Azerbaijanis have long distrusted the Organization for Security and Cooperation in Europe’s Minsk group, co-chaired by Russia, France, and the United States. All three countries have large Armenian diasporas and are considered to favor Armenians in the Karabakh conflict. Many Azerbaijanis accuse the Minsk group of not putting enough pressure on Armenia to liberate the occupied territories and of prolonging the negotiations indefinitely.
However, after a majority of the UN General Assembly adopted a new resolution put forward by Baku, the Minsk group’s image in Azerbaijan hit a new low. In an apparent move to prevent the involvement of other actors in the mediation process, on March 14 all three co-chairs voted against the resolution, which once again affirmed the territorial integrity of Azerbaijan, reiterated the right of internally displaced Azerbaijanis to return home, and called for the immediate withdrawal of Armenian forces from the occupied territories. Although the adoption of the resolution was a diplomatic success in itself, the fact that Russia, France, and the United States (plus India, Vanuatu, and Angola) sided with Armenia was seen in Baku as “backstabbing.” Previously all three co-chairs had repeatedly voiced their support and recognition of Azerbaijan’s territorial integrity.
A wave of attacks and accusations toward the Minsk group quickly erupted in Baku. Political parties represented in parliament organized a roundtable discussion on March 18 at the Ataturk center and agreed that the actions of the Minsk group deserve high criticism. According to political scientist Vugar Seidov, “There is a justified increase of dissatisfaction by the inactivity of the Minsk group in the Azerbaijani society” (http://vugar-seidov.blogspot.com/). And the National Forum of Azerbaijani NGOs on suggested getting rid of the Minsk group altogether. Other organizations, such as the Karabakh Liberation Organization, went even further, accusing the co-chairs of “lying” (KLO Press Release, March 17).
Vilayat Guliyev, a former minister of foreign affairs and currently Azerbaijan’s ambassador to Poland, added more fuel to the fire, saying, “The recent voting at the UN showed that the co-chairs are interested in the continuation of the tensions and not its fair resolution” (Day.az, March 19).
The Minsk group co-chairs, perhaps realizing the growing criticism from Azerbaijan, issued a joint press release on March 20 affirming their support for the territorial integrity of Azerbaijan. “We do not recognize the independence of Nagorno-Karabakh and believe that the future status of Nagorno-Karabakh should be determined by the negotiations, which are impossible without concessions from both sides.” In an op-ed for Day.az on March 21, titled “Co-chairs Set Traps for Azerbaijan,” Seidov again blasted the co-chairs for the phrasing, insisting that this sentence runs against the principle of territorial integrity. “Instead, the sentence should include the following addition: ‘the future status of Nagorno-Karabakh, as part of Azerbaijan, should be determined by the negotiations’.”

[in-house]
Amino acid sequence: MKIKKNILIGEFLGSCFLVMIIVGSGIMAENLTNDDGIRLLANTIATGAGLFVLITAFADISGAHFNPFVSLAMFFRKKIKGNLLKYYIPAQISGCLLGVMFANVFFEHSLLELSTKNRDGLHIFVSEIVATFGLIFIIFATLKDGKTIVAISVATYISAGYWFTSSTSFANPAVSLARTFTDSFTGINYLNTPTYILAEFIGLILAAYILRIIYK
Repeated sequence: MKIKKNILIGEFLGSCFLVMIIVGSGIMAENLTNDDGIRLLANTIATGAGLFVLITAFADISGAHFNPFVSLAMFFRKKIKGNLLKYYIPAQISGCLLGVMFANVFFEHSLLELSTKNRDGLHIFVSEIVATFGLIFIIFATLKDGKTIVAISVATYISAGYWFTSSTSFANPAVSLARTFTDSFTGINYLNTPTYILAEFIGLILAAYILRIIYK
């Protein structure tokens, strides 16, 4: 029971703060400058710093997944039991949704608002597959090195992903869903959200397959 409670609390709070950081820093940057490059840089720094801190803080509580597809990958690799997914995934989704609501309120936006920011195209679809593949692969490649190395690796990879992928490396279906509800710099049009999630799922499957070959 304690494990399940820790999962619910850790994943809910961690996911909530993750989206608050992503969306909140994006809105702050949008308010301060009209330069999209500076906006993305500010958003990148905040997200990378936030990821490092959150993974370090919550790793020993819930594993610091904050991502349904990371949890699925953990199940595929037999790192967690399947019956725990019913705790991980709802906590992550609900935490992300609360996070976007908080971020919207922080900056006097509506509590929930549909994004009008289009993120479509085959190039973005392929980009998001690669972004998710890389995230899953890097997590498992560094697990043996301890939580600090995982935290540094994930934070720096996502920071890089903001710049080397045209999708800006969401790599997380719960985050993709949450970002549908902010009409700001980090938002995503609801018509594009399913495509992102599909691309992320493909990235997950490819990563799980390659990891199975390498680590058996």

In his popular blog (http://ilgarmammadov.livejournal.com), independent political analyst Ilgar Mammadov speculated, “If the scenario of the UN resolution was not agreed upon between Azerbaijan and the co-chairs in advance, then soon we will see new pressures on Azerbaijan by the co-chairs with the goal to compensate for the loss.”
It is surprising that out of three co-chairs the United States bore the brunt of the blame, although the Azerbaijani press has widely reported that Russia and France actively lobbied against the resolution behind the scenes at the UN. The respected TV channel ANS even called for the U.S. ambassador to appear on its weekly analytical program and explain the reasons why the United States voted against the resolution. To add more salt to the wound, Iran, Washington’s arch-rival in the region, sent an official letter on March 15, loudly announcing its support for the resolution. Now, many in Azerbaijan wonder how the United States will recover from this humiliation.
Although the relations and trust between Azerbaijan and the co-chairs has reached an historic low, most observers realize that there is no other realistic venue in which to continue the negotiations. After all, Azerbaijanis also believe that the Karabakh conflict is managed not by the principle of international law, but by power, which the co-chairs currently hold in their hands.
Khazar Ibrahim, spokesperson for the Azerbaijan Foreign Ministry, warned that “his country would seriously consider its relations with those countries which voted against the resolution” (MFA press release, March 19).